James Halman (c. 1639 – 23 December 1702) was an academic of the University of Cambridge. He held the office of Registrary of the university from 1683 to 1701 and was also the twenty-third Master of Gonville and Caius College.
His surname was sometimes also spelt Holman.
Halman was the son of Nicholas Halman, a Church of England clergyman and Rector of Thursford in Norfolk. He was educated at Holt School before being admitted to Gonville and Caius College as a sizar on 27 June 1655 and being at once elected as a scholar of the college. He graduated Bachelor of Arts in 1658 and proceeded to MA in 1662.
On 2 July 1662 Halman was elected a junior fellow of his college. Unusually for a Cambridge don of the period, he seems never to have taken holy orders, and in 1669 he failed to respond in Theology, pleading an attack of smallpox. Despite this, on 9 March 1671 he was elected as a senior fellow of the college, in which he lived continuously for some forty years, becoming Lecturer, Dean, Bursar, and finally Master. Beyond the confines of the college, in November 1683 he was elected as Registrary of the University, a significant office which he continued to hold until 1701, a year before his death, having been supported in the election to the post by Isaac Newton. Finally elected as Master of Caius on 24 October 1700, Halman was the twenty-third to hold the office, but presided over his college for barely two years.
In 1696 Richard Bentley was given the power to establish a "new-style" Cambridge University Press, and in July 1697 Halman made a loan of one hundred pounds to "the Chancellor Masters and Schollars of the University... towards the printing house and presse", subsequently receiving six per cent interest on it until the loan was repaid in full on 24 October 1702. At the same time the Duke of Somerset made the University a loan of £200 for the same purpose.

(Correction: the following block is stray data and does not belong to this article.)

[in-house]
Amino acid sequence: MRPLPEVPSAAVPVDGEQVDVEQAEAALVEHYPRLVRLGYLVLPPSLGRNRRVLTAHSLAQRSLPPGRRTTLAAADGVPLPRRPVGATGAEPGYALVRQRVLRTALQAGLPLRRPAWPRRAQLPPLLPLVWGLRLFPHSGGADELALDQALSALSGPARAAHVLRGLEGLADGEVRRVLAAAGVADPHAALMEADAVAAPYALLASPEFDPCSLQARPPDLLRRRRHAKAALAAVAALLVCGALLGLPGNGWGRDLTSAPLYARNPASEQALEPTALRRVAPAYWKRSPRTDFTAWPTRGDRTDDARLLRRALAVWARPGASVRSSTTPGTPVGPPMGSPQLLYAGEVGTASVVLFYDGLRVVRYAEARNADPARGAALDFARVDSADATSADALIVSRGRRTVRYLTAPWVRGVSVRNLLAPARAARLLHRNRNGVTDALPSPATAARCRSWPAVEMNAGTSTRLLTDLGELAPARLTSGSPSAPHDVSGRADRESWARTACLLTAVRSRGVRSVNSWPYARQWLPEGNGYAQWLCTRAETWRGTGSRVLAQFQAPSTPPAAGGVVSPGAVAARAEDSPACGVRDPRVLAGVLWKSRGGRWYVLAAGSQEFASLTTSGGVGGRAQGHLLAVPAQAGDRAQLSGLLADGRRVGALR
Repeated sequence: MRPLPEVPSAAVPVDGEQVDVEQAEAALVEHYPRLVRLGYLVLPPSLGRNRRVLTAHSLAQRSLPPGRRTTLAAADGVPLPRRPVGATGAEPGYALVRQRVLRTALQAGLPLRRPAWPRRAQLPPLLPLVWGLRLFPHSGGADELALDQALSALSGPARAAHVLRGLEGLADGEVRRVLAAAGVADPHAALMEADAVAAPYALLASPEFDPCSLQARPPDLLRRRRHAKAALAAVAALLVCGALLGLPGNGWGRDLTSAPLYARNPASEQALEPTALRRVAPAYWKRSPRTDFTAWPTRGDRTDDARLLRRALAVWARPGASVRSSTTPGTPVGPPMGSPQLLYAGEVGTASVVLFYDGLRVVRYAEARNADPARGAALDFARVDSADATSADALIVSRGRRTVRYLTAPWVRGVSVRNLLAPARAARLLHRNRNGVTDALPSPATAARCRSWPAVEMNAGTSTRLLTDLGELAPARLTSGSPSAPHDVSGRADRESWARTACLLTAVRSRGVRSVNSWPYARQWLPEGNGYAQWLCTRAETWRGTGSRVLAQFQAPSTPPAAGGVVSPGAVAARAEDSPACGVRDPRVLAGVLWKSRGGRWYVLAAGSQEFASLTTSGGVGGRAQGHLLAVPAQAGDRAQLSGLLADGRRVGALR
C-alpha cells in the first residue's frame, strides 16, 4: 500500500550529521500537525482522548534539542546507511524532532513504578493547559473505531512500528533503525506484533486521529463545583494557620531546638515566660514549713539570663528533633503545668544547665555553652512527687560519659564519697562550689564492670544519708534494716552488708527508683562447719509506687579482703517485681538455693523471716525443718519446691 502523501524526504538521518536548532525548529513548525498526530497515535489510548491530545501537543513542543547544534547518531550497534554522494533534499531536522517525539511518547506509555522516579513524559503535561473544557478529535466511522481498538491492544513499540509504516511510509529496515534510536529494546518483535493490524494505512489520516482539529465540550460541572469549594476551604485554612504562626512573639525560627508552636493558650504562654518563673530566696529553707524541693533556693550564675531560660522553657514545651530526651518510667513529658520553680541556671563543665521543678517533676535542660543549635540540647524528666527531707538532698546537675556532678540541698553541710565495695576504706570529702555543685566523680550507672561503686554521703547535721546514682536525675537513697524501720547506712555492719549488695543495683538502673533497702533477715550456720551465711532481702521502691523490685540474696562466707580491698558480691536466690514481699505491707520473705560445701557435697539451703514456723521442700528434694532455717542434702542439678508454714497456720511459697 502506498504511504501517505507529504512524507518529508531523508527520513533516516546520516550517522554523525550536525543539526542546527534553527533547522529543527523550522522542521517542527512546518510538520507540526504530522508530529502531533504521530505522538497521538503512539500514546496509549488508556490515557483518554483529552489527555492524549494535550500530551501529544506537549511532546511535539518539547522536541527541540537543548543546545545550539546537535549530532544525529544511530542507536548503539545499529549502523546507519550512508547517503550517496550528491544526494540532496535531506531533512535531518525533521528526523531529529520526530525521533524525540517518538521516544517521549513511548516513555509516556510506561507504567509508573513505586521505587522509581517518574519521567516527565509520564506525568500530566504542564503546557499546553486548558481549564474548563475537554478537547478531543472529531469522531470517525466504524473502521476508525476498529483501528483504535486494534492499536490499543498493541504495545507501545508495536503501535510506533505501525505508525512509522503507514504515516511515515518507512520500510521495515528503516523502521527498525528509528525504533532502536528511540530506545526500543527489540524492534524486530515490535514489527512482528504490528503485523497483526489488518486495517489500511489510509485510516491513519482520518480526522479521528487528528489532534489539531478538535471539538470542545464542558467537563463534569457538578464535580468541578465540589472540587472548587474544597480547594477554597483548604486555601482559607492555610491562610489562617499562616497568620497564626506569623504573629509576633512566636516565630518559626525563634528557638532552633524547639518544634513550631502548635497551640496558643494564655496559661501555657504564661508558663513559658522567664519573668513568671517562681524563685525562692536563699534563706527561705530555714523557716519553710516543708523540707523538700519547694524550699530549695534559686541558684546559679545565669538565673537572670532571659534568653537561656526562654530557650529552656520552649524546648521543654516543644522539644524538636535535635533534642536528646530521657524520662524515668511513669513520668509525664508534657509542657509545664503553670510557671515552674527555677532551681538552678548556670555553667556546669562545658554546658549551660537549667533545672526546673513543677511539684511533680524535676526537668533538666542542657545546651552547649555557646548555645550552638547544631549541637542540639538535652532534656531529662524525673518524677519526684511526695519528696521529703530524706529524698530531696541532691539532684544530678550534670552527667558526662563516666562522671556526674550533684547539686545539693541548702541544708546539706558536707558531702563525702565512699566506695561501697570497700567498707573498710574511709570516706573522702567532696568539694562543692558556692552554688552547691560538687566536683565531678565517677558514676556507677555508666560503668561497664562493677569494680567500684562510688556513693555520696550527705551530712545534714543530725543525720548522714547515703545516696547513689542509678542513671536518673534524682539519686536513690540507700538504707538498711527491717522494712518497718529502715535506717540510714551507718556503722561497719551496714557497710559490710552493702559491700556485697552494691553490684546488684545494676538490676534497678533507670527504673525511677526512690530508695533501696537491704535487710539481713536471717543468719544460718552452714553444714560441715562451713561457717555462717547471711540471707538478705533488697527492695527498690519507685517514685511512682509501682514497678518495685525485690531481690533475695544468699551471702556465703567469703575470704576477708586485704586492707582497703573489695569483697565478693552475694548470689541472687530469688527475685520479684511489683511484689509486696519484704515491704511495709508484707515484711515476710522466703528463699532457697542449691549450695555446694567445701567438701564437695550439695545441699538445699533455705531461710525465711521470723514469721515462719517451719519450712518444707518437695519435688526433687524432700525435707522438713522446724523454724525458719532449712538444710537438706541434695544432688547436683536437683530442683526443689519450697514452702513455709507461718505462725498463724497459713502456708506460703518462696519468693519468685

Halman was a friend of another fellow of Caius, Henry Jenkes, who died in 1697, and by a Will made in 1684 Jenkes left his library and all his other worldly goods to "my worthy friend, Mr James Halman", appointing him his sole executor and instructing him "to burn my papers, or else to publish them cum judicio et dilectu".
Halman died in Caius and on 23 December 1702 was entombed in the college chapel. In 1829 a portrait of him was reported to be still in the Master's Lodge, but in a history of the college published in the 1890s John Venn said of Halman as Master that "his brief career in that capacity has left no perceptible impression behind".